Opinion and Analysis
Rushing to disaster scene is irresponsible
Posted Tuesday, May 29 2012 at 19:09
Rushing to a disaster scene is a silly and naive thing to do. It’s unfortunate that the act is perpetrated by even top government officials without regard to their personal safety.
It is true that a political fever has gripped the country and politicians want to utilise every event that attracts the public to win trust and support. I want to warn Kenyans that they should separate security from politics.
Come to think of it: a blast could be a trap meant to gather a bigger crowd. Rushing to such scenes may assist terrorists to achieve their goal of killing and injuring as my people as possible.
Overcrowding at a disaster scene is more harmful than helpful. It results in tampering with evidence that could lead to the arrest of perpetrators of the act, or even establishing causes of the attack — creating a safe haven for the perpetrators to camouflage with the crowd and get away easily. It also multiplies the vulnerability of the public to subsequent attacks.
Accidents and disasters are made worse by human error, negligence, and ignorance. For instance, when a fuel tank overturns and the public rushes in to siphon fuel, police officers are dispatched to ensure security and prevent further harm to the public.
If the crowd becomes reluctant to leave and unruly, the officers end up firing in the air and hurling tear-gas at it.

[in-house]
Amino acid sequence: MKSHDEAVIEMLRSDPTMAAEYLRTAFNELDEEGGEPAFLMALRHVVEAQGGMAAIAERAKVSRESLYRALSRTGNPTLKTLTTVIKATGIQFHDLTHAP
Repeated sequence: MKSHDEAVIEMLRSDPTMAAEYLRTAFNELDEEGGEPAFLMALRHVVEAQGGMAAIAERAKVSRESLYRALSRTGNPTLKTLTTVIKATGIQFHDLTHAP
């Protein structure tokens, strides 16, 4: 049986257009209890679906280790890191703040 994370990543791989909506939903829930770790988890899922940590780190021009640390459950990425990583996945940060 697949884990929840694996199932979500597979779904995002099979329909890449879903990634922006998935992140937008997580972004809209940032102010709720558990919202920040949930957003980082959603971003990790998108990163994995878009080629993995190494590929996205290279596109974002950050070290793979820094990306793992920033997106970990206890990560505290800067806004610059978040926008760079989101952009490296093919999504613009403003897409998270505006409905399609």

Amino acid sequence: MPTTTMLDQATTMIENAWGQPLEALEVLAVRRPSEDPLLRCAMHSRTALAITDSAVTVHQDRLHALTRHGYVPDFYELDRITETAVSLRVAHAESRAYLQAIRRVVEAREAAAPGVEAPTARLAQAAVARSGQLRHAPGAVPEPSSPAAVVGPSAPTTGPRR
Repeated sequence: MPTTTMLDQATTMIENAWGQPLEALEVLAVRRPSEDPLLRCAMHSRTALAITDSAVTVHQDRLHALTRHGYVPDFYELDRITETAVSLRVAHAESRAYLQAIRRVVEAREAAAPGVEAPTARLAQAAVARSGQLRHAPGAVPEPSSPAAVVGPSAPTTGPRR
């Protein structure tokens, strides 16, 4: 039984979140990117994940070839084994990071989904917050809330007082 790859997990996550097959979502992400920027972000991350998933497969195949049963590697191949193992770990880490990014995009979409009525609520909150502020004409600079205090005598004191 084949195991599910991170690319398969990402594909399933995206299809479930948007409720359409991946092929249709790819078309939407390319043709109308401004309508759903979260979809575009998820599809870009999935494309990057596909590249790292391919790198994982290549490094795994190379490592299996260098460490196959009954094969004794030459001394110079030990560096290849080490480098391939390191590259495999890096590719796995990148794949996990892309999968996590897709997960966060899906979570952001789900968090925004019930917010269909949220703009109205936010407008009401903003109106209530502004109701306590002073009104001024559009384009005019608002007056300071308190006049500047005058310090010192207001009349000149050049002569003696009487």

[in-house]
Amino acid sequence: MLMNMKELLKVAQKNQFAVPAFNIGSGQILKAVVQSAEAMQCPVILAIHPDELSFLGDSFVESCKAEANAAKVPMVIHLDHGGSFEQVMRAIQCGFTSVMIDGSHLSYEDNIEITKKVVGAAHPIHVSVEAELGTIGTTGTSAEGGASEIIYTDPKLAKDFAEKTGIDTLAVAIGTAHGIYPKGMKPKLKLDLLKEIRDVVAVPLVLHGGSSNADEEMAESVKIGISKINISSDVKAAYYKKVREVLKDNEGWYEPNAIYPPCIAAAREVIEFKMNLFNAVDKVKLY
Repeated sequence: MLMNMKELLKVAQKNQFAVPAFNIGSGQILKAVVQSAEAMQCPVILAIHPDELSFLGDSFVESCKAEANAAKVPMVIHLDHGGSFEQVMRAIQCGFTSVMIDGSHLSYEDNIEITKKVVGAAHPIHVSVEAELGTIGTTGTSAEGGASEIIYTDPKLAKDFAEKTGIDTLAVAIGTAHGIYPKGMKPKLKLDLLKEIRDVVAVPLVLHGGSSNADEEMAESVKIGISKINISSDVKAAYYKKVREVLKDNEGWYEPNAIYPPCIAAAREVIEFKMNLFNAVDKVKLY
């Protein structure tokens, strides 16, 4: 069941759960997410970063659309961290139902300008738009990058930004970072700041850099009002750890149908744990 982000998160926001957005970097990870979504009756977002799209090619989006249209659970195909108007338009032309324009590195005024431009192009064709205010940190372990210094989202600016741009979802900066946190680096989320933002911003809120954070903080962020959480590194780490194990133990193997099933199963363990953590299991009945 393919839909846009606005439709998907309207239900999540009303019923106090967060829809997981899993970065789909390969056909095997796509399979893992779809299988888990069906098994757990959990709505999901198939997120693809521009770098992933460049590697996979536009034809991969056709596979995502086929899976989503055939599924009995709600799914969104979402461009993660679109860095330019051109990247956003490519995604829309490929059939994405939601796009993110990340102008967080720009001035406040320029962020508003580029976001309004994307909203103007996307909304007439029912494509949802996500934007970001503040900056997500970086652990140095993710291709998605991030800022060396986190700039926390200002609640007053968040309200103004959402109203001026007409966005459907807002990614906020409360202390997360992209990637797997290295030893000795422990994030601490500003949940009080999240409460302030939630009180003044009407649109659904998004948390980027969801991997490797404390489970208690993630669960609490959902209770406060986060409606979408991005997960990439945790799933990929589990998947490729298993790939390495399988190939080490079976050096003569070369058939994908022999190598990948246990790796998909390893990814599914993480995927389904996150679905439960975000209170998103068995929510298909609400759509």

Trigger an explosion
This could trigger an explosion of the fuel tank and subsequently deaths and injuries. Kenyan disaster management and preparedness institutions are ineffective and outdated.
Volunteers often lack training while institutions don’t have adequate equipment to deal with disasters.
Recently, a building under construction in Nakuru town collapsed and the first respondent was a policeman who cocked his rifle and ran to the scene, ready to shoot. Of course he scared off volunteer rescuers.
In another example of how not to deal with a disaster; an Israeli airline plane, El-Al, failed to release its wheels while landing at Jomo Kenyatta International Airport, Nairobi.
Heavily armed General Service Unit officers from the nearby Embakasi training school were quickly loaded onto trucks and rushed to the airport. What their role was, I don’t know.
Muthui teaches at Masinde Muliro University